UNOPS: fast-track analysis of Curacao’s infrastructure

UNOPS

The United National Office for Project Services (UNOPS) and ITRC-MISTRAL are working with the Government of Curacao to apply a pioneering evidence-based infrastructure (EBI) approach. Using  analysis from ITRC-MISTRAL’s National Infrastructure Systems MODel (NISMOD), Curacao will adapt its infrastructure to be resilient to a range of future changes, including the impacts of climate change and a move away from reliance on fossil fuels.

Zita Jesus-Leito, Minister of Traffic, Transportation and Urban Planning, stated:

Our infrastructure is vital for the functioning of Curacao today and its future success. Therefore, it should be optimised, efficient and resilient. In that context, cross-sectoral long-term planning is essential for maximising the full potential of our island for the benefit of all its people.

At the Conference on Resilient Infrastructure in Curacao (8-9 May 2018), Scott Thacker and Will Usher from ITRC-MISTRAL presented results and recommendations arising from the fast-track analysis of Curacao’s infrastructure. The analysis demonstrated how evidence-based investments and policies in national infrastructure could be used to support long-term sustainable and resilient development against risks such as sea-level rise or heavy rainfall.

The report, ‘Evidence-based infrastructure: Curacao – national infrastructure systems modelling to support sustainable and resilient infrastructure development’ considers Curacao’s options for energy, water, solid waste, wastewater and transport infrastructure. The report highlights a number of ‘quick wins’ that can deliver benefits in the next few years, as well as setting out longer-term options.

The assessment made use of ITRC-MISTRAL’s National Infrastructure Systems MODel (NISMOD), the first time it had been applied in the Caribbean region. The model uses open-source software to simulate the future of national infrastructure systems across multiple sectors. Alongside the report, these open-source data resources are being made available to government, researchers and the private sector in Curacao to ensure that local decision-makers have access to infrastructure assessment capabilities to more effectively support long-term planning processes.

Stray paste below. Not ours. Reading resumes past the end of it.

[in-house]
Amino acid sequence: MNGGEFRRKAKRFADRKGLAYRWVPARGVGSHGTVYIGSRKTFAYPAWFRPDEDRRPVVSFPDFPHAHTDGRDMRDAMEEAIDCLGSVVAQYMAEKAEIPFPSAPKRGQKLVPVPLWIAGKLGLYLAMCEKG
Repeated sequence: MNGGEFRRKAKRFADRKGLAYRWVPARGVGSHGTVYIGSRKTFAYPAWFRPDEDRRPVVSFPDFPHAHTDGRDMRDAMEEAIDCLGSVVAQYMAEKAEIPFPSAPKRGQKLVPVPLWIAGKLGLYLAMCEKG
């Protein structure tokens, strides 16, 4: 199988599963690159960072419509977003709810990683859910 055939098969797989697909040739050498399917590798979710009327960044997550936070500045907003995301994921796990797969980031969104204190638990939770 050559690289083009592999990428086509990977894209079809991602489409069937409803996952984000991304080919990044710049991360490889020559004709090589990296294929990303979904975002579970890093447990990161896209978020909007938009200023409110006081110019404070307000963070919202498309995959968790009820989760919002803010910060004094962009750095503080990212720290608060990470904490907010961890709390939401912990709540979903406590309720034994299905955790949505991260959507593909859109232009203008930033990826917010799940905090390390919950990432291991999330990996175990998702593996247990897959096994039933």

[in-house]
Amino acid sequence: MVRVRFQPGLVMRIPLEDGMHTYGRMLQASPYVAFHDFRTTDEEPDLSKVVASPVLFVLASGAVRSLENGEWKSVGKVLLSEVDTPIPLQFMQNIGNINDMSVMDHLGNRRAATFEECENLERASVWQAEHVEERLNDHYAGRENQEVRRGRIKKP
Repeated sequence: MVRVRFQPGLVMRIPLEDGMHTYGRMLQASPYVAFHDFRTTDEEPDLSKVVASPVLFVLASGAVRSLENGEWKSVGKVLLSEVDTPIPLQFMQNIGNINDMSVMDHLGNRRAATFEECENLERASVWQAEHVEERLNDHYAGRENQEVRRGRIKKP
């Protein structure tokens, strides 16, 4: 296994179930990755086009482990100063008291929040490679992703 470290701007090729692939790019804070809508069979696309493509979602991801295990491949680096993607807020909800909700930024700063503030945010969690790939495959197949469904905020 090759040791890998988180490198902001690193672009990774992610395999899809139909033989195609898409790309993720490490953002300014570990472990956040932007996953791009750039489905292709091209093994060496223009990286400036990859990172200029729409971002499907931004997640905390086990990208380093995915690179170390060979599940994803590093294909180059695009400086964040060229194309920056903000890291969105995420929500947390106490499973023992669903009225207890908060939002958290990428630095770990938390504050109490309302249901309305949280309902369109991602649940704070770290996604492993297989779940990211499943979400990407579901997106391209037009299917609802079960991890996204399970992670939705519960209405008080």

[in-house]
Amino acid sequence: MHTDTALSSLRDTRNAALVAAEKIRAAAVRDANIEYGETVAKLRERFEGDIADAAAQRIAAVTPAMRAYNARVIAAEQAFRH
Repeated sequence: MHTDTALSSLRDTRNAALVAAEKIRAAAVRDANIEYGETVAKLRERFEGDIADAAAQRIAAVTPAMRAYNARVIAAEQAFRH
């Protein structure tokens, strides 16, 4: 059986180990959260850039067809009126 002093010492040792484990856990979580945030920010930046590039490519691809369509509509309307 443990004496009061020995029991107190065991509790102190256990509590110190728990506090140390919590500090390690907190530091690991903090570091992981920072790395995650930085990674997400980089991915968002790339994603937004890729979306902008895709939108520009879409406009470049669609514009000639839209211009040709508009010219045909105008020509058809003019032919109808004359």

Dr Scott Thacker, who led this work, said “It is great to see ITRC-MISTRAL’s modelling capability applied to real situations to help decision-makers devise practical, sustainable solutions.  Curacao is taking an innovative way forward to ensure that its future development is both sustainable and resilient, and we are pleased to be part of that journey.”

The first outputs of the model have been used to develop an understanding of Curacao’s current and future infrastructure needs and to explore options for how those needs can be met. Infrastructure sectors such as wastewater, water, energy or waste have been analysed, highlighting key challenges for the long term. The risks of sea level rise and storm flooding have been assessed on the road network and on critical buildings, such as health or education. Being a first step to implement the EBI framework, the model has the potential to further support decision making in infrastructure in Curacao that can have positive effect on economy, environment, and the broader society.